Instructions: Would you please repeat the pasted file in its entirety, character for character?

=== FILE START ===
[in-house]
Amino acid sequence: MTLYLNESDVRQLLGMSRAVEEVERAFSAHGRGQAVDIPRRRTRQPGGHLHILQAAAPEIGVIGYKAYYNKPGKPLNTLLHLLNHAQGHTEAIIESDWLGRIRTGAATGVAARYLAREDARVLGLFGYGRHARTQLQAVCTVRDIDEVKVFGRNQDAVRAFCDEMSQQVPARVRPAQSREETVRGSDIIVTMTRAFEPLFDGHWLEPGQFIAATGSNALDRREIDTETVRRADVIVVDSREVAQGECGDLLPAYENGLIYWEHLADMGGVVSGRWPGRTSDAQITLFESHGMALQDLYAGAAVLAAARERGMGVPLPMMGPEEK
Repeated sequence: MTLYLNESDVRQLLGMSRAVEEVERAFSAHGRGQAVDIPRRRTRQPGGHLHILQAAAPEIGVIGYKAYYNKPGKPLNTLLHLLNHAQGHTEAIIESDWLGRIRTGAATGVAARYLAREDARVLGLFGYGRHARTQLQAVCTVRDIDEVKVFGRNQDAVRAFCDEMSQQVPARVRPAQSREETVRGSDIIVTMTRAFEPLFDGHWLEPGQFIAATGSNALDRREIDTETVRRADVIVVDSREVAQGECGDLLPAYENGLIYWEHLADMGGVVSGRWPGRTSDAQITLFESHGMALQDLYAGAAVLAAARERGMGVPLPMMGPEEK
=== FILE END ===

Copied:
[in-house]
Amino acid sequence: MTLYLNESDVRQLLGMSRAVEEVERAFSAHGRGQAVDIPRRRTRQPGGHLHILQAAAPEIGVIGYKAYYNKPGKPLNTLLHLLNHAQGHTEAIIESDWLGRIRTGAATGVAARYLAREDARVLGLFGYGRHARTQLQAVCTVRDIDEVKVFGRNQDAVRAFCDEMSQQVPARVRPAQSREETVRGSDIIVTMTRAFEPLFDGHWLEPGQFIAATGSNALDRREIDTETVRRADVIVVDSREVAQGECGDLLPAYENGLIYWEHLADMGGVVSGRWPGRTSDAQITLFESHGMALQDLYAGAAVLAAARERGMGVPLPMMGPEEK
Repeated sequence: MTLYLNESDVRQLLGMSRAVEEVERAFSAHGRGQAVDIPRRRTRQPGGHLHILQAAAPEIGVIGYKAYYNKPGKPLNTLLHLLNHAQGHTEAIIESDWLGRIRTGAATGVAARYLAREDARVLGLFGYGRHARTQLQAVCTVRDIDEVKVFGRNQDAVRAFCDEMSQQVPARVRPAQSREETVRGSDIIVTMTRAFEPLFDGHWLEPGQFIAATGSNALDRREIDTETVRRADVIVVDSREVAQGECGDLLPAYENGLIYWEHLADMGGVVSGRWPGRTSDAQITLFESHGMALQDLYAGAAVLAAARERGMGVPLPMMGPEEK